Thus, upon completion of classification at step 30, operation continues to step 32 in which the PSE 10 takes further action based on a currently active power-management policy, specifically whether or not the current policy includes withholding power, i.e., intentionally not supplying power to the cable 14. If the policy is not to withhold power (as indicated by the branch labeled GIVE), then the PSE 10 enters the powered operating mode 18, which is described above.
If at step 32 the policy of the PSE 10 is to withhold power (as indicated by the branch labeled HOLD), then the PSE 10 proceeds to step 34 in which it performs a second detection for a new signature, i.e., a signature different from the one found at steps 26-28. As an example, the PSE 10 may check for a specific resistance other than 25 kΩ, or an open circuit (minimum current), short circuit (maximum current), or pattern as discussed above. The PSE 10 remains in the loop of steps 34-36 (continuing to withhold power) until the new signature is detected at step 36, at which time it enters the powered operating mode 18. By this operation, power can be withheld indefinitely in accordance with the active power-management policy. But it is also possible for this operation to be overridden by presenting the new signature. This mechanism can be used in a variety of ways to enable certain system-level functionality. For example, the PD 12 may have a control (such as a switch) that can be user-activated, enabling a human user to provide a signal to the PSE 10 indicating that it should provide power. Alternatively, a sensor or similar automatic device might be used to generate the new signature under certain conditions. Such sensor or device would use detection and classification power to activate itself. Under POE standards, there are limits of 10 volts and 5 mA on the voltages and currents allowed during detection, but classification can supply higher power for a brief period of time. The PSE may be designed to increase the power during detection and classification to increase the power available if needed. Several specific examples are described below.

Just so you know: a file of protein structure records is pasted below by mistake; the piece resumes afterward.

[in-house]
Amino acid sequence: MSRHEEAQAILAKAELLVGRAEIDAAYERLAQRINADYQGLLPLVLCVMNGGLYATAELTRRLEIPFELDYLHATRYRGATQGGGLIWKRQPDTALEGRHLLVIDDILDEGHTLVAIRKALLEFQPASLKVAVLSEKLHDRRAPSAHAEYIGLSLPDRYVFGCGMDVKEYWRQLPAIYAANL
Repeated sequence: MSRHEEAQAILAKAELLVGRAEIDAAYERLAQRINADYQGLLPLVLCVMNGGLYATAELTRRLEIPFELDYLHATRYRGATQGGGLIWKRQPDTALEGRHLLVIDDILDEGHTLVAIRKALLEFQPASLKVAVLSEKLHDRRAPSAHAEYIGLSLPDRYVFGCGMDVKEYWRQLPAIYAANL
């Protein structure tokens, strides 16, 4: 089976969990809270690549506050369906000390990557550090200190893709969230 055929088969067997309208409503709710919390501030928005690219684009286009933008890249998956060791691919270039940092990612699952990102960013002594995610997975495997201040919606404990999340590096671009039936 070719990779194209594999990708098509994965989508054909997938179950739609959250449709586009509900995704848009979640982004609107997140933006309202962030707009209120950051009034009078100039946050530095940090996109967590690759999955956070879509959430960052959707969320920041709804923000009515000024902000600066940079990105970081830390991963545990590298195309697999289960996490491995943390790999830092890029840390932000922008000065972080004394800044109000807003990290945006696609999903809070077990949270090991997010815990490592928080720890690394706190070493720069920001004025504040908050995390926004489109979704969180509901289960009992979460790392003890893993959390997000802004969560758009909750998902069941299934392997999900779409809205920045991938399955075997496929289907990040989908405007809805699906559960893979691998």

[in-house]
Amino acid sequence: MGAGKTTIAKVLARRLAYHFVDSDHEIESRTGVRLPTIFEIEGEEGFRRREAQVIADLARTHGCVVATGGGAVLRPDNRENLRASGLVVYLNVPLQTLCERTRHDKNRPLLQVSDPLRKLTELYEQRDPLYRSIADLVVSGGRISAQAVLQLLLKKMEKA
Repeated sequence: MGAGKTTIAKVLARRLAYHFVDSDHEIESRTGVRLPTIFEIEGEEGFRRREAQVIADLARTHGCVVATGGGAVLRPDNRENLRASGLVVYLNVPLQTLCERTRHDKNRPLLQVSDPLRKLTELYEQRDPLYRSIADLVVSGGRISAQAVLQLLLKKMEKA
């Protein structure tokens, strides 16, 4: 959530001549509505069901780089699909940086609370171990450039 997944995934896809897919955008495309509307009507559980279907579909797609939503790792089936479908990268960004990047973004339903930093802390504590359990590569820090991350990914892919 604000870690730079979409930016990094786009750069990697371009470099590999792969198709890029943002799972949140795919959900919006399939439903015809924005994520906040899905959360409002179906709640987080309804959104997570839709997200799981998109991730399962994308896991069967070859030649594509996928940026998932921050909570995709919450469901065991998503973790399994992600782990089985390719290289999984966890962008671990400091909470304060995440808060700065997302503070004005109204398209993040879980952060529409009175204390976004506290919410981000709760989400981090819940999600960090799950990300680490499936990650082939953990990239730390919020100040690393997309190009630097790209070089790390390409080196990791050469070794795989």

There are potentially many different kinds of power-management policies that can be employed in the system including the PSE 10 and PD 12. Some policies might apply to all PDs whereas some might be class-based policies that apply to certain types of PDs or certain uses of PDs. The following is a list of potential class definitions for PD devices.
- a—Intrinsically green PD (never shut down mission critical device)
- b—Overnight class (PSE automatically powers device down based on a predetermined time window, which may be user programmable)
- c—Week-end class (device is powered down Friday night through Monday morning)
- d—Extended-Time class (power down related to vacation or other extended absence, can be tied into system application software having such information)
- e—Enable power-down via a call manager application (user can call his/her own phone number to power phone down or up)